Section 5 of the Voting Rights Act requires governing entities implementing any new practices "with respect to voting" to first permit such changes to be scrutinized for discriminatory effects. In Presley v. Etowah County Commission, the United States Supreme Court held that a county government's restructuring of power among commissioners did not require scrutiny because the restructuring did not constitute a change with respect to voting. This Note examines Presley and concludes that the Court's decision ignored precedent, created an unreasonable test and misapplied the test. To ensure effective enforcement of the Voting Rights Act, the Court should adopt a two-pronged inquiry that considers discriminatory motive as a factor. Given the Court's reluctance to give the Act its intended broad meaning, Congress should amend the statute to include a broader definition of voting practices.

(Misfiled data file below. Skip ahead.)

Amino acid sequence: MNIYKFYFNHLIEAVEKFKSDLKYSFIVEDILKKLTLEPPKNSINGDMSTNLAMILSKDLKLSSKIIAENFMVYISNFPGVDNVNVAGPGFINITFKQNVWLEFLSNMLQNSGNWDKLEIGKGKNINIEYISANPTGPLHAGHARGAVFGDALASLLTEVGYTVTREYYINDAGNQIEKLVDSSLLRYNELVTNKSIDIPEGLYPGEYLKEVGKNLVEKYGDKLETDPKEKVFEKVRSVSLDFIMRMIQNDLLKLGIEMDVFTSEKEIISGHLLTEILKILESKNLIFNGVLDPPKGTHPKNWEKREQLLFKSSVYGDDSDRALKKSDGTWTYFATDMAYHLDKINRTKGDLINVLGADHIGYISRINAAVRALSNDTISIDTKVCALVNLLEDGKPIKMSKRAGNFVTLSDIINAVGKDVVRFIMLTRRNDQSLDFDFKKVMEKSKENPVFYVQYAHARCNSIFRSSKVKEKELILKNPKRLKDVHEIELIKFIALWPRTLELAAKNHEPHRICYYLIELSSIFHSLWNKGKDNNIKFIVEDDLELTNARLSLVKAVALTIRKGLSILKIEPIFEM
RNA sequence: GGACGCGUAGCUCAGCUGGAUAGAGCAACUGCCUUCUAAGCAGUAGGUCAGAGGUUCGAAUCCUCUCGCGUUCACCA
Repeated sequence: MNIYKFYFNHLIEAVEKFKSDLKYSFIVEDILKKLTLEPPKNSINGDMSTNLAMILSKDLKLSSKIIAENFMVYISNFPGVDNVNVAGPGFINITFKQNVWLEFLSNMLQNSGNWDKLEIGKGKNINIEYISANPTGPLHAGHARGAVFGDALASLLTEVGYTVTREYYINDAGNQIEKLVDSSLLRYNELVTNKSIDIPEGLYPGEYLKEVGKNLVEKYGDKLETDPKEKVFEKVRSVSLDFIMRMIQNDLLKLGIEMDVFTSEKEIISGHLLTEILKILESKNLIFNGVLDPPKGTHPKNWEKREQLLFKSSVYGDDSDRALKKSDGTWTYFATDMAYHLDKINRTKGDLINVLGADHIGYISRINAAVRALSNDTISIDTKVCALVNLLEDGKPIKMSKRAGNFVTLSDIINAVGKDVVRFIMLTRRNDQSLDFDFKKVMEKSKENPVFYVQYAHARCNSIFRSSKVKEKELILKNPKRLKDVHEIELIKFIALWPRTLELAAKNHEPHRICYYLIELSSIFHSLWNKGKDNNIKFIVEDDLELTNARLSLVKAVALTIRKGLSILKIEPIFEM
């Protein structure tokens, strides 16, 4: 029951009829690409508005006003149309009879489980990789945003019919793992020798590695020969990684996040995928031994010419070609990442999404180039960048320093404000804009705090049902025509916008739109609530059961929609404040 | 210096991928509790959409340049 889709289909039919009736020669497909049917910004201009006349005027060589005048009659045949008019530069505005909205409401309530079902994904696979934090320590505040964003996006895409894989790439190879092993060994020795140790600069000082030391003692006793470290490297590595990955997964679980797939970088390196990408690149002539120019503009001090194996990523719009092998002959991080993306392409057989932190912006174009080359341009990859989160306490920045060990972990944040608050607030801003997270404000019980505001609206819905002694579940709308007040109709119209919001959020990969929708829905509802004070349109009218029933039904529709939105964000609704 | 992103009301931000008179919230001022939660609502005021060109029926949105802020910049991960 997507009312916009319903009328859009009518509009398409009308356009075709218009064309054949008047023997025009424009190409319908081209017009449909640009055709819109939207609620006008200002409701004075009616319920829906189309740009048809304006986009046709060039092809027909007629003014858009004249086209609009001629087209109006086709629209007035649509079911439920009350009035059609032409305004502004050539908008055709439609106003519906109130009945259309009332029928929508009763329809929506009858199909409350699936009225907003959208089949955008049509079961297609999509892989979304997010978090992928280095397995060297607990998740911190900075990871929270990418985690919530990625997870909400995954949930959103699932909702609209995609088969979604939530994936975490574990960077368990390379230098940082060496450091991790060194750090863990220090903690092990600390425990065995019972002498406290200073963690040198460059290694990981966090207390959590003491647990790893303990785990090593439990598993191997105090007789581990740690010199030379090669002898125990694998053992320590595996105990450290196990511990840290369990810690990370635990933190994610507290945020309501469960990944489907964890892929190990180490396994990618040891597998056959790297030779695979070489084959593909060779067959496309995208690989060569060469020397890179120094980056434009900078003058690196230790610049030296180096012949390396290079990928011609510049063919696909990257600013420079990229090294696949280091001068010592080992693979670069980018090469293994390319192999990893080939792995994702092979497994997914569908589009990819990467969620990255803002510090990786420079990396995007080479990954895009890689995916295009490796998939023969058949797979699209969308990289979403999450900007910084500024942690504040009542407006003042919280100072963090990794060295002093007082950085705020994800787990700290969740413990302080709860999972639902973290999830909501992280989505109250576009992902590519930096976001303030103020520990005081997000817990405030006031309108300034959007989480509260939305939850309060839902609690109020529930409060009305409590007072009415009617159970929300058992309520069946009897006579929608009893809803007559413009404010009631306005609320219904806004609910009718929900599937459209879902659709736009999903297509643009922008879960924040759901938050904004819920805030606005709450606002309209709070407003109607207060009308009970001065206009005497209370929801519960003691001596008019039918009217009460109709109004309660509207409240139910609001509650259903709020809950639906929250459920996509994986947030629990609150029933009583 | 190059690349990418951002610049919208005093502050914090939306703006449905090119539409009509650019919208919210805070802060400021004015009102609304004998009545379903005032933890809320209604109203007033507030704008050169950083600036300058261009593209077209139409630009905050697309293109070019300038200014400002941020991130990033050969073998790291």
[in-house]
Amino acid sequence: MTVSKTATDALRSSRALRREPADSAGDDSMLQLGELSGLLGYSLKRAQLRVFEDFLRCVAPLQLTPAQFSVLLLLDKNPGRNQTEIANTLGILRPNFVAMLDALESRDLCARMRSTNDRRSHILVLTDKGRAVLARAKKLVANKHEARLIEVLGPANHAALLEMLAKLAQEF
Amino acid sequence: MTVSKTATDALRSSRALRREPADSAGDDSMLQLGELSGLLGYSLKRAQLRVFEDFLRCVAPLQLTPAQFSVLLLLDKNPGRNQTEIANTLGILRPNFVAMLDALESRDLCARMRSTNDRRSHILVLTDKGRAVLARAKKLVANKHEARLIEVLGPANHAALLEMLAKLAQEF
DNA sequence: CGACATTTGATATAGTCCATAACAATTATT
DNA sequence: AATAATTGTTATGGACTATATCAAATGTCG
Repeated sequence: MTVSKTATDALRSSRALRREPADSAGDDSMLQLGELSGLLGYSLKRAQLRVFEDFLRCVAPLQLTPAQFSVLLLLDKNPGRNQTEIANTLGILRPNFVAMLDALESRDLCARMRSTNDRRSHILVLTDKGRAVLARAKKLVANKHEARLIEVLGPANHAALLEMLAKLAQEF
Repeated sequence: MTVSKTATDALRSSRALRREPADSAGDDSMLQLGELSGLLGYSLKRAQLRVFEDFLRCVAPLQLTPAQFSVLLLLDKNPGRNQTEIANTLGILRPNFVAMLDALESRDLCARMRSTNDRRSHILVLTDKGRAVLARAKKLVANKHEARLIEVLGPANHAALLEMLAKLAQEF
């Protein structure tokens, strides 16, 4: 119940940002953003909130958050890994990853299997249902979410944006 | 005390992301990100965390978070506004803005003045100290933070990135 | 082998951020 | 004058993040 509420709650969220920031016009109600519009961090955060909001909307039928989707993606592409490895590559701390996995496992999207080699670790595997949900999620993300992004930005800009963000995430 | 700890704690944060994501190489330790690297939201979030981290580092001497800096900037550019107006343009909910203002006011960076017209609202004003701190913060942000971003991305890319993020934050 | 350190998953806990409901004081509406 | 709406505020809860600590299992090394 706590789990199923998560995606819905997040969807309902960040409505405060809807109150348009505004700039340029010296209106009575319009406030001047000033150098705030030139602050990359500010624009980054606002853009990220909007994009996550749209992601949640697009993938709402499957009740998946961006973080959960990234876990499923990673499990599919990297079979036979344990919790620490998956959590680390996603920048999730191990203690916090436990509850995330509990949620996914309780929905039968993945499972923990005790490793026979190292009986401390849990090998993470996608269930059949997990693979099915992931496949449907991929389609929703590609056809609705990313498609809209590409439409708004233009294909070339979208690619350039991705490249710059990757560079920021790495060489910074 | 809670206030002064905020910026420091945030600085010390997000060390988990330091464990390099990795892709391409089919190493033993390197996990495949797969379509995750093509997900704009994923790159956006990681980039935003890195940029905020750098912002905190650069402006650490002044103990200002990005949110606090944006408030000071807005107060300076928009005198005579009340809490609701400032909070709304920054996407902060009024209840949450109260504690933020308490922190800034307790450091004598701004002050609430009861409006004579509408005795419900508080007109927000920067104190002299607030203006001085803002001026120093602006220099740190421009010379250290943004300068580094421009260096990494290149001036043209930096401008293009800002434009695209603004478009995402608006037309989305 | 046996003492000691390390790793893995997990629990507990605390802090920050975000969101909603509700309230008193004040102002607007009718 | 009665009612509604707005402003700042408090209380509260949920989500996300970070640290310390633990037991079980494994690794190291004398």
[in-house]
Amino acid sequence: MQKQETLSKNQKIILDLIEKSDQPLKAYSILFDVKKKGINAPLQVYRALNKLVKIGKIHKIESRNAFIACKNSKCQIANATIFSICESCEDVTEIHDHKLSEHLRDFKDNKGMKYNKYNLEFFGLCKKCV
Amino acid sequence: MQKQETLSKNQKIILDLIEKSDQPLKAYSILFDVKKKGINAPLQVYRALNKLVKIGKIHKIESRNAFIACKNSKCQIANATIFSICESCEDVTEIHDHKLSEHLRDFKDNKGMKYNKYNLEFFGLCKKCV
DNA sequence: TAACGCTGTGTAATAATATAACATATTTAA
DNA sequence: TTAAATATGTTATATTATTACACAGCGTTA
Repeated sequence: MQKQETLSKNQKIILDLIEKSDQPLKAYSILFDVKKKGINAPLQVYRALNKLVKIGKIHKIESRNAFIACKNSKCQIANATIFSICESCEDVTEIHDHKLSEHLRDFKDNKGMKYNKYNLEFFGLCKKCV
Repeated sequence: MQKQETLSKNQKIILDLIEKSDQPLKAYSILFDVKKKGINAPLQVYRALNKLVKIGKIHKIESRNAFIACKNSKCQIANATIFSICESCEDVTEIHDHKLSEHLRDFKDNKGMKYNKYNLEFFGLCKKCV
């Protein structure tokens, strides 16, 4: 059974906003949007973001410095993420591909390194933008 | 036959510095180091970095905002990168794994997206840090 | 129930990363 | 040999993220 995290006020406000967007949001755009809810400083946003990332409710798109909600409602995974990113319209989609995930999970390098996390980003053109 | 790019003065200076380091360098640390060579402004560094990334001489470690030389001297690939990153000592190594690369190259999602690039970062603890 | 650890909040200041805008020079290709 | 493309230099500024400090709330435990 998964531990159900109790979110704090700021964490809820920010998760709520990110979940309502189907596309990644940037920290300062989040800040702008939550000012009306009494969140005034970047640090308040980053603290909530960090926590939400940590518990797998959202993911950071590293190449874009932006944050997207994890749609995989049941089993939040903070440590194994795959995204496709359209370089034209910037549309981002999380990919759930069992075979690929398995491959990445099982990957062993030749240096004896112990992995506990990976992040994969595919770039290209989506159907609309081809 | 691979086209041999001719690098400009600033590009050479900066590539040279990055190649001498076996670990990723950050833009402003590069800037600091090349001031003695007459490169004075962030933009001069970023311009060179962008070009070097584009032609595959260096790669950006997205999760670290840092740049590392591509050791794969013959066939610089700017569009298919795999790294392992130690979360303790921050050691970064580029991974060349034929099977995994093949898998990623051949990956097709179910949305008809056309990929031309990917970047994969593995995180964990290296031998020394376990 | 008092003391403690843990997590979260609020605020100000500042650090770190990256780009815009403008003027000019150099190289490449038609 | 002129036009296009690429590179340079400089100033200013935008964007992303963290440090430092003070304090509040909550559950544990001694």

Nancy C. Zaragoza,
Participation Without Representation: The Meaning of the Right to Vote after Presley v. Etowah County Commission, 112 S. Ct. 820 (1992),
67 Wash. L. Rev.
Available at: https://digitalcommons.law.uw.edu/wlr/vol67/iss4/11